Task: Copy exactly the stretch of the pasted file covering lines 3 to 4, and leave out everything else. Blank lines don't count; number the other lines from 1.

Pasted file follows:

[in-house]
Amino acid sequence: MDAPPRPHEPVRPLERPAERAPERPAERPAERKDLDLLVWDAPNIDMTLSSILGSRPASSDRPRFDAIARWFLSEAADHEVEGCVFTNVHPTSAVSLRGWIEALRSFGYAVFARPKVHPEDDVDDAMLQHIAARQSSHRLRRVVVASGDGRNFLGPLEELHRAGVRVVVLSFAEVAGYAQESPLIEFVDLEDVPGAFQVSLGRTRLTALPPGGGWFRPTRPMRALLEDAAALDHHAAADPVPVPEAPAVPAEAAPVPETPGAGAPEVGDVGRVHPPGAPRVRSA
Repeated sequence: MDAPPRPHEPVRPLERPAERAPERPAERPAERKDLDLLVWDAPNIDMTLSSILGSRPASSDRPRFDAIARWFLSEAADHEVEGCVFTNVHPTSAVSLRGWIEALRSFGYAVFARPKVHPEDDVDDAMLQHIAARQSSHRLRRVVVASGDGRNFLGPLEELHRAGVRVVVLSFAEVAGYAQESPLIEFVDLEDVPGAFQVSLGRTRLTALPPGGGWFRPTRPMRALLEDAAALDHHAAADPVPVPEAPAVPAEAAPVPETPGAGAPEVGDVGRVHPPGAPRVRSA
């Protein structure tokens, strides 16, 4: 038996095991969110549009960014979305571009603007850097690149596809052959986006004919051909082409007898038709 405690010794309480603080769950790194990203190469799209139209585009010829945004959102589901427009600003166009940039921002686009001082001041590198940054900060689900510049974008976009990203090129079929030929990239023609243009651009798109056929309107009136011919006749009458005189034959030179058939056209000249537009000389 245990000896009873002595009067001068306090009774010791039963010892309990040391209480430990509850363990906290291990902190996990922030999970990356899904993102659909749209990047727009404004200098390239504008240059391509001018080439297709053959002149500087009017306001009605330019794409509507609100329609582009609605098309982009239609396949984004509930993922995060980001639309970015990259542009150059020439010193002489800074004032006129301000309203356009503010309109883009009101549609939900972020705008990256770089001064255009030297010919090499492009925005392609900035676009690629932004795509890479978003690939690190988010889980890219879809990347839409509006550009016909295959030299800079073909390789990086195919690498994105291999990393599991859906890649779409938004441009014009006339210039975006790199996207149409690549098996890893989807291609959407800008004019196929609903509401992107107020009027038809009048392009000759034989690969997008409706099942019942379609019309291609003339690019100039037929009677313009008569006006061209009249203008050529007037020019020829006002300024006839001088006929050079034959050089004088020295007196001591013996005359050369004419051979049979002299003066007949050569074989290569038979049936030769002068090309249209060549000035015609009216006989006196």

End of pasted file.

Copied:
Repeated sequence: MDAPPRPHEPVRPLERPAERAPERPAERPAERKDLDLLVWDAPNIDMTLSSILGSRPASSDRPRFDAIARWFLSEAADHEVEGCVFTNVHPTSAVSLRGWIEALRSFGYAVFARPKVHPEDDVDDAMLQHIAARQSSHRLRRVVVASGDGRNFLGPLEELHRAGVRVVVLSFAEVAGYAQESPLIEFVDLEDVPGAFQVSLGRTRLTALPPGGGWFRPTRPMRALLEDAAALDHHAAADPVPVPEAPAVPAEAAPVPETPGAGAPEVGDVGRVHPPGAPRVRSA
């Protein structure tokens, strides 16, 4: 038996095991969110549009960014979305571009603007850097690149596809052959986006004919051909082409007898038709 405690010794309480603080769950790194990203190469799209139209585009010829945004959102589901427009600003166009940039921002686009001082001041590198940054900060689900510049974008976009990203090129079929030929990239023609243009651009798109056929309107009136011919006749009458005189034959030179058939056209000249537009000389 245990000896009873002595009067001068306090009774010791039963010892309990040391209480430990509850363990906290291990902190996990922030999970990356899904993102659909749209990047727009404004200098390239504008240059391509001018080439297709053959002149500087009017306001009605330019794409509507609100329609582009609605098309982009239609396949984004509930993922995060980001639309970015990259542009150059020439010193002489800074004032006129301000309203356009503010309109883009009101549609939900972020705008990256770089001064255009030297010919090499492009925005392609900035676009690629932004795509890479978003690939690190988010889980890219879809990347839409509006550009016909295959030299800079073909390789990086195919690498994105291999990393599991859906890649779409938004441009014009006339210039975006790199996207149409690549098996890893989807291609959407800008004019196929609903509401992107107020009027038809009048392009000759034989690969997008409706099942019942379609019309291609003339690019100039037929009677313009008569006006061209009249203008050529007037020019020829006002300024006839001088006929050079034959050089004088020295007196001591013996005359050369004419051979049979002299003066007949050569074989290569038979049936030769002068090309249209060549000035015609009216006989006196």